Italy's halal food producers target 1.6 million Muslim residents as well as international markets (Shutterstock)

Halal Industry

Italy’s halal food market sees post-pandemic growth and potential

The country’s halal market is worth $5 billion and around 500 businesses have obtained halal certification, according to industry sources. 

Milan – When France’s fast-food chain O’Tacos announced in 2020 that it would be selling its halal-certified French-style meat and vegetable wraps in Italy, many Italian Muslims may have seen this move as a sign that halal was going mainstream in their country. O’Tacos’ first Italian outpost will open in January 2022 in Rome (delayed by Covid-19) and more openings in 2022 are planned in major Italian cities, including Milan and Bologna, said Yassin Baradai, founder of Milan-based Meem Communication, managing the chain’s Italian marketing campaign. 

O’Tacos is not the only Muslim-friendly food retail initiative targeting Italy’s halal consumers, in a country with an estimated 1.6 million Muslim residents. In January 2020, Baradai launched an Italian platform of e-commerce site, selling halal-certified foods and cosmetics, along with modest clothing. 

“The idea for the site came from the need to directly target Italy’s Muslim consumers, whose demands for certified halal products have been largely overlooked in Italy’s mass retail channels,” he said. 

Even though Italy is Europe’s third biggest economy, the domestic halal food market is still underdeveloped and operates more like a patchwork, he said, especially compared to the more mature markets in the UK, France and Germany, all of which actively cater to resident Muslim consumers. That patchwork is nonetheless already very large in the aggregate. The World Halal Authority CEO Mohamed Elkafrawy estimated that there are about 500 small-to-large sized food producers in Italy with halal certification.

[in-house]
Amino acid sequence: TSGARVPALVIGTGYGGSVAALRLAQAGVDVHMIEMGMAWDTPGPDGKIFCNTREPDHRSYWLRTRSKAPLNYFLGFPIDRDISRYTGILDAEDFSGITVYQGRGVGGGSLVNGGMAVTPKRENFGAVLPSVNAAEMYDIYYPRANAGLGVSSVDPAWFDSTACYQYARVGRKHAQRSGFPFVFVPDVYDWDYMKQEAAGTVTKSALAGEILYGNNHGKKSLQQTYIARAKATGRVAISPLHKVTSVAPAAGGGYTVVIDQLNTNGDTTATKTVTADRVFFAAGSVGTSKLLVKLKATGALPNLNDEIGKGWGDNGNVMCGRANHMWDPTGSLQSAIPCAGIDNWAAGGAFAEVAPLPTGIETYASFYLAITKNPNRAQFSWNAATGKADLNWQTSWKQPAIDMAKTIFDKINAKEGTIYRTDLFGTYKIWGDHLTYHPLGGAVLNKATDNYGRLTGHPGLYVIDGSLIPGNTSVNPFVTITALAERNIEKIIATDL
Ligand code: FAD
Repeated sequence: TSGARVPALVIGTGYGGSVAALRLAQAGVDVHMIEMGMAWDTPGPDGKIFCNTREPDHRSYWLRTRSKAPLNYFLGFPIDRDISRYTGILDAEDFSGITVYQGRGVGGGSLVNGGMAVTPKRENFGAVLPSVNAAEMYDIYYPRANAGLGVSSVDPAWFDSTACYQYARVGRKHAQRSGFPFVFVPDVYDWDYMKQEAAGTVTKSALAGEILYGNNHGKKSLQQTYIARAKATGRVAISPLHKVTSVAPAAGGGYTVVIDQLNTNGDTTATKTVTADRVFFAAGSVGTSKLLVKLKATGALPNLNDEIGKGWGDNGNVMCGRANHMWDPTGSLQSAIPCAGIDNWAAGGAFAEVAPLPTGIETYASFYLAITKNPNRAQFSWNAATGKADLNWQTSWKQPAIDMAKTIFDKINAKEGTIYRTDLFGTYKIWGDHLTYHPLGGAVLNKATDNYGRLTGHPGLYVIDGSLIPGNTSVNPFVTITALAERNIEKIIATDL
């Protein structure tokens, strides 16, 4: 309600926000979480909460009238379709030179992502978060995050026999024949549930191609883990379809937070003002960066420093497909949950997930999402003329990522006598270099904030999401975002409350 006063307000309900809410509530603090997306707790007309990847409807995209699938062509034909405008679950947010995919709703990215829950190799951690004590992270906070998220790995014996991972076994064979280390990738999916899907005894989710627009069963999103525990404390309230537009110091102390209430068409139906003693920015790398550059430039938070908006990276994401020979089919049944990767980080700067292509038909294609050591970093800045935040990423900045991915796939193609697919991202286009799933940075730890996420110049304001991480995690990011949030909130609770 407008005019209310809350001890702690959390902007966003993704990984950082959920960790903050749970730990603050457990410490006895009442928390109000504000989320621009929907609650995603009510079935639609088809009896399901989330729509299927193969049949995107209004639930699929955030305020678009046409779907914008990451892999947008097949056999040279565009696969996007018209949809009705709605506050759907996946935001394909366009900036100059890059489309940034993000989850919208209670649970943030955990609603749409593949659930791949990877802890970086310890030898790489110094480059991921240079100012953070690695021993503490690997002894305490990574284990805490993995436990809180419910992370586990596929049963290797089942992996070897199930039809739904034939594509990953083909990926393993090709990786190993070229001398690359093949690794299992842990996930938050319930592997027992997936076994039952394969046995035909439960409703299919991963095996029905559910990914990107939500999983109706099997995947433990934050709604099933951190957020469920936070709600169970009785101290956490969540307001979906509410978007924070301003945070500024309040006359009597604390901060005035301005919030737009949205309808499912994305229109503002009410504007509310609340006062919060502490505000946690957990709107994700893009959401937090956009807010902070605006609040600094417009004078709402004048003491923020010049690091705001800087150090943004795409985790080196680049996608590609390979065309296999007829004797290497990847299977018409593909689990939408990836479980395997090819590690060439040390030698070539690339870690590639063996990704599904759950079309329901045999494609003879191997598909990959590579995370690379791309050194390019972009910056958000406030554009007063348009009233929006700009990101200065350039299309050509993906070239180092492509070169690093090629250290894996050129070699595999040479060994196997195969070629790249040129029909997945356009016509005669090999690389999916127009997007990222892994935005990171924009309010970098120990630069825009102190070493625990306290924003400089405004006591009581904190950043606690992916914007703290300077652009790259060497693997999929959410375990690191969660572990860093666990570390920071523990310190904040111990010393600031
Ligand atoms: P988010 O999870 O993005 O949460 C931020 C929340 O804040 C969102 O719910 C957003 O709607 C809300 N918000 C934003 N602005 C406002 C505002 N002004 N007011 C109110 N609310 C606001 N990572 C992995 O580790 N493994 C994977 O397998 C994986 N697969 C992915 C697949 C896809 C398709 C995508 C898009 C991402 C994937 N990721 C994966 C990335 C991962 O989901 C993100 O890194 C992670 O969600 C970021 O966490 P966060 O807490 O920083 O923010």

“The halal market in Italy is worth $5 billion and 80% of businesses have obtained international certification from the WHA in Italy,” he told Salaam Gateway. “These foods and companies have had the opportunity to increase their turnover by at least 20% since receiving halal certification, but many companies have far exceeded these thresholds since certification.”  

And integration of this market has been tightening, even if more progress is needed. In 2018 launched to sell halal-certified premium Italian made beef and turkey charcuterie directly to consumers across Italy, Europe and the Middle East. 

“When we began, Italian food excellence was not easily accessible to the Italian and international Islamic communities and the site’s aim was to provide Italian products of excellence that are finally certified halal,” founder and CEO Omar Vincenzo told Salaam Gateway. Business has been good during the pandemic, he said: “While we had a decline in wholesale sales, this was covered by the consistent growth in B2C sales.”

The majority of Italy’s Muslims mainly purchase Halal-certified products at the thousands of small supermarkets scattered across the country, which are largely supplied by imports from Morocco, France, Spain and Germany, Baradai said. It is harder to find Italy-made halal-certified products at major supermarkets, although this is changing, slowly, he added. 

“There are a lot of halal-certified foods that are made in Italy, but they are not given enough shelf space in large retail environments and on restaurant menus, nor are they marketed as such for lots of reasons, including very little awareness of halal principles and practices and weak commercial attention to resident Muslim consumers,” he said. “This is largely a marketing problem.”